This preview has intentionally blurred sections. Sign up to view the full version.View Full Document
Unformatted text preview: Dylan Douglas Prof. Williams Literary Study: Poetry 12/07/08 A Conflict in the American Lifestyle In Howard Nemerov’s poem, “A Way of Life,” the lifestyle of the speaker acts to reveal a greater claim about American culture as a whole: that the images projected by television negatively influence the lives of it’s viewers. The series of commercials and television shows that the speaker briefly and compactly discusses in each of the poem’s five stanzas are intended to reveal the unhealthy standard of morals and lessons that television encourages in the people whose time it occupies. It accomplishes this through the presence of carefully selected metaphors seen in each of the described television features. The free-verse structure and various literary devices that the author utilizes operate together to create the effect of resembling the structure of television. From the beginning to end, themes of conflict and sexuality resonate in each line of the poem. The speaker perceives this conflict as if it was occurring to him in his own experiences and the violence and cruelty that he sees turns into fear. This fear is what causes him to assert his masculinity and through his abnormal behavior there is an implication of the mindless acceptance and influence that television has in his daily life. It is this obedience to the trends that are set out that discourages him from leaving his home. The sexually stimulating and suggestive images that he sees are also a commentary on societal standards of masculinity through the overall nature of television. The intended message is that television alone creates an allusion of ideal standards for American culture to follow, but that do not necessarily deliver the happiness or satisfaction portrayed. Beginning with the first of the five octave stanzas, the way in which the speaker has been desensitized to violence is represented. This is explained through his response of feeling “normal rather than sad” at the image of a man hitting another man in the face with the flat side of an ax (Nemerov, 7). This is the effect that viewing such unrealistic portrayals of people hurting each other has after such a long time. It promotes carelessness and sometimes amusement about such material in which case not only the quality of television is degraded but the mentality of the viewer is as well. The speaker’s masculinity is subtly characterized through this response as well being that a female viewer would be less likely to find such violence entertaining or even acceptable. This stanza’s structure and the four that follow create an allusion of the structure of the average television show and commercial through the author’s extensive use of enjambment. This essentially makes use of television’s own method of captivating its viewer and in turn more effectively exposes the topic. The form of free verse that this poem is written in also accurately describes the responsive thoughts of the speaker as he is bombarded with commercial after commercial and show after show. The speaker’s is bombarded with commercial after commercial and show after show....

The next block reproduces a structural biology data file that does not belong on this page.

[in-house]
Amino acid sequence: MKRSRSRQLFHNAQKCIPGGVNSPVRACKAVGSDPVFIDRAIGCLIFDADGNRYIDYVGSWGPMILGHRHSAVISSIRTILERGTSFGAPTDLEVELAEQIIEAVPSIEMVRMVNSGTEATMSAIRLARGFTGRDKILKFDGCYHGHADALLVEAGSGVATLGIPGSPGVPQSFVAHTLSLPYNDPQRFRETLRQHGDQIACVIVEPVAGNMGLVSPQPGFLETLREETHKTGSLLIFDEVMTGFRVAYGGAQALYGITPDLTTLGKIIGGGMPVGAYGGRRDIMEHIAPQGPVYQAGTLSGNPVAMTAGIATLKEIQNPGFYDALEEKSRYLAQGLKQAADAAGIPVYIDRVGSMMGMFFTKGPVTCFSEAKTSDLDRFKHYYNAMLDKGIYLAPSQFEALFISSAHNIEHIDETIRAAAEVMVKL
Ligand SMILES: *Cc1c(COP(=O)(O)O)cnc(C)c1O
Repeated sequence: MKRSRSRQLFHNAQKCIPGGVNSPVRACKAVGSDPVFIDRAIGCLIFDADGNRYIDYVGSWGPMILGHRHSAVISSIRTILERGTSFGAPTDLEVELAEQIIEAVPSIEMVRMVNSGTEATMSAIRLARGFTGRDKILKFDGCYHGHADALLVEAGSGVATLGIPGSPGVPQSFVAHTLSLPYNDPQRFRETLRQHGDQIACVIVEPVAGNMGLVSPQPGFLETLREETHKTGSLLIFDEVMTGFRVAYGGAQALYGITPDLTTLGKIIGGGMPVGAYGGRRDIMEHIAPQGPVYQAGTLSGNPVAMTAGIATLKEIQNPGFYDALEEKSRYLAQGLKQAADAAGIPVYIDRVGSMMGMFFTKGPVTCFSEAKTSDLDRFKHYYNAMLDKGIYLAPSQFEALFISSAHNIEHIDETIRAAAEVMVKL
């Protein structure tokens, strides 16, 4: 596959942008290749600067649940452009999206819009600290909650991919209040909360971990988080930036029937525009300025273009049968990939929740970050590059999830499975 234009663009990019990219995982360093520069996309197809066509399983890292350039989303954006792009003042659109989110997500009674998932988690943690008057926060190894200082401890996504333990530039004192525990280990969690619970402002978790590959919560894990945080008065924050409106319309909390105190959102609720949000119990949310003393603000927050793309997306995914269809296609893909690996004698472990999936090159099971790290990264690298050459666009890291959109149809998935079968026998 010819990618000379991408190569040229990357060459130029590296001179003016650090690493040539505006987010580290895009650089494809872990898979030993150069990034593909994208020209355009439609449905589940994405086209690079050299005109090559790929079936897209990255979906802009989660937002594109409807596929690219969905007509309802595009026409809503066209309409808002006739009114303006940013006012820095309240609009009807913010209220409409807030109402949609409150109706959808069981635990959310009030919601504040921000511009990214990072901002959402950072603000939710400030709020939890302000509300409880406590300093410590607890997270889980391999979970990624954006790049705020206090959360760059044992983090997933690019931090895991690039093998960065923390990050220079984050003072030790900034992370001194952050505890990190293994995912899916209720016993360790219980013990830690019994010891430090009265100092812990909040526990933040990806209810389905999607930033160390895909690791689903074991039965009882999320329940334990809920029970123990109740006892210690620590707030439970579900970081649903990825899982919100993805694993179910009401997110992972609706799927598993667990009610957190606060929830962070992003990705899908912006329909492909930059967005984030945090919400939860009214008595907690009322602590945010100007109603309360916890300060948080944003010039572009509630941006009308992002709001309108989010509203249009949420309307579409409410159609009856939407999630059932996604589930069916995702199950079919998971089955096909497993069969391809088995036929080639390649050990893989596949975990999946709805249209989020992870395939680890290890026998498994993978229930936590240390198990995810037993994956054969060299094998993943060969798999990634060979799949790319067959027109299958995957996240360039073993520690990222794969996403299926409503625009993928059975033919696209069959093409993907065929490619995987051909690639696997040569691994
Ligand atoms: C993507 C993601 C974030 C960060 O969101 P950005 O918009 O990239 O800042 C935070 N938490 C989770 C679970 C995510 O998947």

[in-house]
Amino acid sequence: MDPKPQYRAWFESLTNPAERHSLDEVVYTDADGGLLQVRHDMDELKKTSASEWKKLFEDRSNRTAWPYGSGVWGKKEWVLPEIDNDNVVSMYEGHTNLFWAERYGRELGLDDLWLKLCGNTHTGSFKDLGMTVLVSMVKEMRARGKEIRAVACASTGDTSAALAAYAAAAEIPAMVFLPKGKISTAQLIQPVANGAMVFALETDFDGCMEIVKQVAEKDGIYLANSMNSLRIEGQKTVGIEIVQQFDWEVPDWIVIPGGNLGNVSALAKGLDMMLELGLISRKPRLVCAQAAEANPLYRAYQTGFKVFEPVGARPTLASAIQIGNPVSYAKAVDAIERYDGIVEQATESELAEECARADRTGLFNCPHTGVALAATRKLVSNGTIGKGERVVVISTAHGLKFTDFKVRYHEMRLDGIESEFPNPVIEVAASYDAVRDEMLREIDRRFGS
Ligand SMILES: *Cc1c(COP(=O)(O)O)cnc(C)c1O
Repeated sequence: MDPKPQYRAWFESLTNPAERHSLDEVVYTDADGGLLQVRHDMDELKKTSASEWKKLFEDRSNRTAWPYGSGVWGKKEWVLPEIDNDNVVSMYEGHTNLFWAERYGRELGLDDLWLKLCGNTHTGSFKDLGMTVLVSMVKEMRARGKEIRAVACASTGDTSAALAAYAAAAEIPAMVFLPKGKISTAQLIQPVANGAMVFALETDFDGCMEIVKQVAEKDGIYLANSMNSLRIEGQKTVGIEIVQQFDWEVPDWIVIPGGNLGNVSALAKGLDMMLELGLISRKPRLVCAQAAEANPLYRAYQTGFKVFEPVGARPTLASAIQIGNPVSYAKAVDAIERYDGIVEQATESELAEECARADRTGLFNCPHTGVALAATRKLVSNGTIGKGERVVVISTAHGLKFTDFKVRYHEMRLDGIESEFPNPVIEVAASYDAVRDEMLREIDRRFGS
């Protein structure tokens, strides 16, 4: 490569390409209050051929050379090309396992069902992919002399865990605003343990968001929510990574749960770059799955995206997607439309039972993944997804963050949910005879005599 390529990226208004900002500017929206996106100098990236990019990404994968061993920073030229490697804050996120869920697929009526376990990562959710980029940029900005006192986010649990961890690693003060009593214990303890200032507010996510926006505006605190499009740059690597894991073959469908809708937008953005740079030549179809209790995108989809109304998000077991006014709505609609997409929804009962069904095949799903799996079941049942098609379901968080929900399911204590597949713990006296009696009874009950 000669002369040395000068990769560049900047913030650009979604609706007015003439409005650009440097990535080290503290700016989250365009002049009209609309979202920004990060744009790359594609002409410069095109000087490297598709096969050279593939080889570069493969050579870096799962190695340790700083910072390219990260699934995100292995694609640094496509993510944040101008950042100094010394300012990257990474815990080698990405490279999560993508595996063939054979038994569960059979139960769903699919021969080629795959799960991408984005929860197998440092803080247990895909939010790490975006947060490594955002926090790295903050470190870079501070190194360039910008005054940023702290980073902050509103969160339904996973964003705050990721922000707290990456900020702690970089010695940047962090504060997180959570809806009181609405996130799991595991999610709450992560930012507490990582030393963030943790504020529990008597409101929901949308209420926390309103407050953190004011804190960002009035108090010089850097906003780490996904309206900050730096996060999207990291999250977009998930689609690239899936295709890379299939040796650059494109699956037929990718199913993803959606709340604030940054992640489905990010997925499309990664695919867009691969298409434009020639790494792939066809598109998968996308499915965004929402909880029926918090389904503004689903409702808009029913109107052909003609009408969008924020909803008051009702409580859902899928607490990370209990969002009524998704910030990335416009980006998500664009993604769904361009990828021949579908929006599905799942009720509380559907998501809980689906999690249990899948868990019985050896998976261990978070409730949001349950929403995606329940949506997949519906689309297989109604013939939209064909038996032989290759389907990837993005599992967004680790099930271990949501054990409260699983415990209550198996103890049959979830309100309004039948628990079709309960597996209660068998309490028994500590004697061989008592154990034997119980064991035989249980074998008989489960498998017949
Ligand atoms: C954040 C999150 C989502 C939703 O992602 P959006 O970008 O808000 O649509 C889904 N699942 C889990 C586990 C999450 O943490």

View Full Document
This note was uploaded on 09/05/2011 for the course ENGISH 350:219 taught by Professor Williams,carolyn during the Spring '11 term at Rutgers.
- Spring '11